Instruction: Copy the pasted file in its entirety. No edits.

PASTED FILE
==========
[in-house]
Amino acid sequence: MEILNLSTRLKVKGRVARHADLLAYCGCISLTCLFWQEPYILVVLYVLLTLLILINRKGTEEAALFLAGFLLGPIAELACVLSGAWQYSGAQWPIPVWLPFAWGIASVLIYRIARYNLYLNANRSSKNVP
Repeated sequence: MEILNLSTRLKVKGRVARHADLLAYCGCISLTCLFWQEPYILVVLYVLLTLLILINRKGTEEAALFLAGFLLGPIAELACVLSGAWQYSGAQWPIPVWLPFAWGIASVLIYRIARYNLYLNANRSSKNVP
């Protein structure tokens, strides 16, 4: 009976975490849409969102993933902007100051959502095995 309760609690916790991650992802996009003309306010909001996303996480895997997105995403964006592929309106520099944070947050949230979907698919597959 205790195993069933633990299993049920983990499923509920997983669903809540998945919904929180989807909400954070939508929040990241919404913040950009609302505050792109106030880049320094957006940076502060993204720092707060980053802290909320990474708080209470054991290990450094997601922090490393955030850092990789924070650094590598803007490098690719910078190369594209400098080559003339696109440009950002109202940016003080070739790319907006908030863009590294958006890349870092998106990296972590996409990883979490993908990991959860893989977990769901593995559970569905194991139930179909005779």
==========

[in-house]
Amino acid sequence: MEILNLSTRLKVKGRVARHADLLAYCGCISLTCLFWQEPYILVVLYVLLTLLILINRKGTEEAALFLAGFLLGPIAELACVLSGAWQYSGAQWPIPVWLPFAWGIASVLIYRIARYNLYLNANRSSKNVP
Repeated sequence: MEILNLSTRLKVKGRVARHADLLAYCGCISLTCLFWQEPYILVVLYVLLTLLILINRKGTEEAALFLAGFLLGPIAELACVLSGAWQYSGAQWPIPVWLPFAWGIASVLIYRIARYNLYLNANRSSKNVP
């Protein structure tokens, strides 16, 4: 009976975490849409969102993933902007100051959502095995 309760609690916790991650992802996009003309306010909001996303996480895997997105995403964006592929309106520099944070947050949230979907698919597959 205790195993069933633990299993049920983990499923509920997983669903809540998945919904929180989807909400954070939508929040990241919404913040950009609302505050792109106030880049320094957006940076502060993204720092707060980053802290909320990474708080209470054991290990450094997601922090490393955030850092990789924070650094590598803007490098690719910078190369594209400098080559003339696109440009950002109202940016003080070739790319907006908030863009590294958006890349870092998106990296972590996409990883979490993908990991959860893989977990769901593995559970569905194991139930179909005779």